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Learning Curves and Competitive Strategy
Learning curves enable managers to project the manufacturing cost per unit for any cumulative
production quantity. Firms that choose to emphasize low price as a competitive strategy
rely on high volumes to maintain profit margins. These firms strive to move down the
learning curve (lower labor hours per unit or lower costs per unit) by increasing volume. This
tactic makes entry into a market by competitors difficult. For example, in the electronics
component industry, the cost of developing an integrated circuit is so large that the first
units produced must be priced high. As cumulative production increases, costs (and prices)
fall. The first companies in the market have a big advantage because newcomers must start
selling at lower prices and suffer large initial losses.
However, market or product changes can disrupt the expected benefits of increased
production. For example, Douglas Aircraft management assumed that it could reduce the
costs of its new jet aircraft by following a learning curve formula and committing to fixed
delivery dates and prices. Continued engineering modification of its planes disrupted the
learning curve, and the cost reductions were not realized. The resulting financial problems
were so severe that Douglas Aircraft was forced to merge with McDonnell Company.
Managerial Considerations in the use of Learning Curves
Although learning curves can be useful tools for operations planning, managers should keep
several things in mind when using them. First, an estimate of the learning rate is necessary
in order to use learning curves, and it may be difficult to get. Using industry averages can be
risky because the type of work and competitive niches can differ from firm to firm. The
learning rate depends on factors such as process complexity and the rate of capital additions.
The simpler the process, the less pronounced the learning rate. A complex process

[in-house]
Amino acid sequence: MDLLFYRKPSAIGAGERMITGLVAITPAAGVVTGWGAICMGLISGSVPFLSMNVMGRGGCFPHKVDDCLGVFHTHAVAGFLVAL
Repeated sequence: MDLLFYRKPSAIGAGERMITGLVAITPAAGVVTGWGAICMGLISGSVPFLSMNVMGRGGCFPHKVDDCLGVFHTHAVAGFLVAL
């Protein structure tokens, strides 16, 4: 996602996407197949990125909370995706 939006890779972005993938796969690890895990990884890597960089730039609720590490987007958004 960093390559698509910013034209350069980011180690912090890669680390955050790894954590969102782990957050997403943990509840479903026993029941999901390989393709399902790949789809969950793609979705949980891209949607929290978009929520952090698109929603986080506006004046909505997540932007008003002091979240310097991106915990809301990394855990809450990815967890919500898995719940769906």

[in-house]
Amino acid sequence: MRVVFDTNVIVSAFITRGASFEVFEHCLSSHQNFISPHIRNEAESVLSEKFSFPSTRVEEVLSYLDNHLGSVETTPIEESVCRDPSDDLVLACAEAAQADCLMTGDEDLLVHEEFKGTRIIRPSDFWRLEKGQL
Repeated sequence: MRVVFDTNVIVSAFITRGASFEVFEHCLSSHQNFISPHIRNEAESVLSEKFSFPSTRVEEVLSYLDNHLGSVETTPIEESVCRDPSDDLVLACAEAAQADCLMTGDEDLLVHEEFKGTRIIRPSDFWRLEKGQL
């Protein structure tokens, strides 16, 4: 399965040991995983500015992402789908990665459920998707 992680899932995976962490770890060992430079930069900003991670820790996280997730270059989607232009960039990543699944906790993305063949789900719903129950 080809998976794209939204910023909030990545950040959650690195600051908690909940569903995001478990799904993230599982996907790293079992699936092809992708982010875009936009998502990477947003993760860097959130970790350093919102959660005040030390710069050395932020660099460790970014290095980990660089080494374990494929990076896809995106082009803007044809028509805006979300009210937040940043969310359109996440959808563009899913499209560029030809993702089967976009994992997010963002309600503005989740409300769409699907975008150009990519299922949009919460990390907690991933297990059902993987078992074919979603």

offers more opportunity than does a simple process to improve work methods and material
flows. Replacing direct labor hours with automation alters the learning rate, giving less
opportunity to make reductions in the required hours per unit. Typically, the effect of each
capital addition on the learning curve is significant.
Another important estimate, if the first unit has yet to be produced, is that of the time
required to produce it. The entire learning curve is based on it. The estimate may have to be
developed by management using past experiences with similar products.
Learning curves provide their greatest advantage in the early stages of new service or
product production. As the cumulative number of units produced becomes large, the learning
effect is less noticeable.
Learning curves are dynamic because they are affected by various factors. For example,
a short service or product life cycle means that firms may not enjoy the flat portion of the
learning curve for very long before the service or product is changed or a new one is introduced.
In addition, organizations utilizing team approaches will have different learning
rates than they had before they introduced teams. Total quality management and continual
improvement programs also will affect learning curves.
Finally, managers should always keep in mind that learning curves are only approximations
of actual experience.
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